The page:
analysis procedures looking for relevant and recurrent themes among all of the
participants (Leedy & Ormrod, 2005). Data was identifiable by a randomly selected name
chosen by the participant. Record of demographic information, digital audio data, and
transcriptions of interviews are kept in separate locked cabinets at the researchers home
office (Berg, 2007).

Using a standardized open-ended interview format (Sproul, 2002), this writer

conducted in-depth interviews to gain insight into the experience of women with eating
disorders that participated in psychodrama therapy. Because the women were unfamiliar
with the administrator of the questions, the basic demographic data from the participant
assessment and demographic form (Appendix A) was be reviewed in the initial part of the
interview process to attempt to provide a warm up to the session (Berg, 2007). The
researcher was the only interviewer to question each participant in order to positively
affect reliability and validity (Berg, 2007). Additionally, the same questions were posed
to each participant. The interviews were between 60 to 90 minutes in length. Follow up
interviews were conducted for clarification and validation of initial interview transcripts
for five of the ten participants. These interviews lasted for an additional 30 to 60
minutes. Total approximate time for participant involvement was estimated at two to
three hours.
Results of Field Testing Interview Guide
Field Test Request Correspondence was emailed to seven professionals in the
clinical therapy field. The letter invited the professionals to review the proposed
Participant Interview Guide requesting feedback from their perspective and experience.
All of these professionals are experienced in treating patients diagnosed with eating
disorders and six of the seven are certified in experiential forms of therapy. All of the
professionals selected had more than ten years of experience in the field. Six of the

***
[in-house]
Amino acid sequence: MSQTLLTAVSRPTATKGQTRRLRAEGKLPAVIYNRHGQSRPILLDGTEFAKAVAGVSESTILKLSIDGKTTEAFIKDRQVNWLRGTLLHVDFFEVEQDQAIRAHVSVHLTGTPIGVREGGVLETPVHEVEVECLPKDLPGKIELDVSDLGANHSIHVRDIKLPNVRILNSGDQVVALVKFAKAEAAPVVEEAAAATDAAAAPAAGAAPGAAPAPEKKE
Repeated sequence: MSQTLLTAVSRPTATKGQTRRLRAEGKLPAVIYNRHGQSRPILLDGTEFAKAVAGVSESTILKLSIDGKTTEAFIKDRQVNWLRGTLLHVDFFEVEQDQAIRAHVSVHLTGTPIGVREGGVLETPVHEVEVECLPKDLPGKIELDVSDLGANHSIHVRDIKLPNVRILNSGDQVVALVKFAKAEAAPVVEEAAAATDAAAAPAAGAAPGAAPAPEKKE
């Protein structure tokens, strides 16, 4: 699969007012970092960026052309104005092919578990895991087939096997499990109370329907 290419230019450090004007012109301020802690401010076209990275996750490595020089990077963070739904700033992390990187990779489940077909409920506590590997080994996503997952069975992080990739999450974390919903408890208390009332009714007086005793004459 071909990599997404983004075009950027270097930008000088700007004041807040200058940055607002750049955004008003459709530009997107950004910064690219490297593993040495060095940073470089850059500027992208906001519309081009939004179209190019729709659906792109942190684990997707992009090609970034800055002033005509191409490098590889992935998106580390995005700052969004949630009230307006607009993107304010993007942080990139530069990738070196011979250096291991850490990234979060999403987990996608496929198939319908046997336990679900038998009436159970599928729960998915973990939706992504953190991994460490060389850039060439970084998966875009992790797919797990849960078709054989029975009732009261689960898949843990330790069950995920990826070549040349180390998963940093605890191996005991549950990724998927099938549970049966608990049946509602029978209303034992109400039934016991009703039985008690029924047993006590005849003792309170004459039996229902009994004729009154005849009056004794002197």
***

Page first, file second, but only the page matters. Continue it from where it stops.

professionals had more than twenty years of experience.


Two of the professionals were PhD educated, both of whom had achieved the
highest level of certification in psychodrama therapy and who are also trainers of
psychodrama. Two of the Masters level therapists are also the highest level of
psychodrama certification and are also trainers. One of the professionals is a Registered
Dietician who is also a licensed counselor.
Of the seven professionals surveyed, five replied to the request. Of the five
respondents, two indicated the proposed interview guide was appropriate as written. One
respondent proposed a minor rewording of one of the questions, which was revised. One
professional suggested including a question that addressed discovering clients feelings
about safety during their psychodrama therapy sessions. This suggestion was added in the
revised Interview Guide (Appendix B). One professional provided a significant amount
of suggestions for the Interview Guide encouraging some additional questions in the
revised Interview Guide (Appendix B).
Data Analysis Procedures
Descriptive interpretation of the data that was collected teased out categories and themes
(Creswell, 2003). Part of the data analysis procedures included looking at the number of themes
and categories that came up during the interviews. The researcher also looked for properties and
inconsistencies in the data, prompting reanalyzing the data to trigger second interviews with
participants for clarification purposes (Creswell 2003). The data was reanalyzed until saturation
was completed (Berg, 2007). The recordings were transcribed by a contracted transcription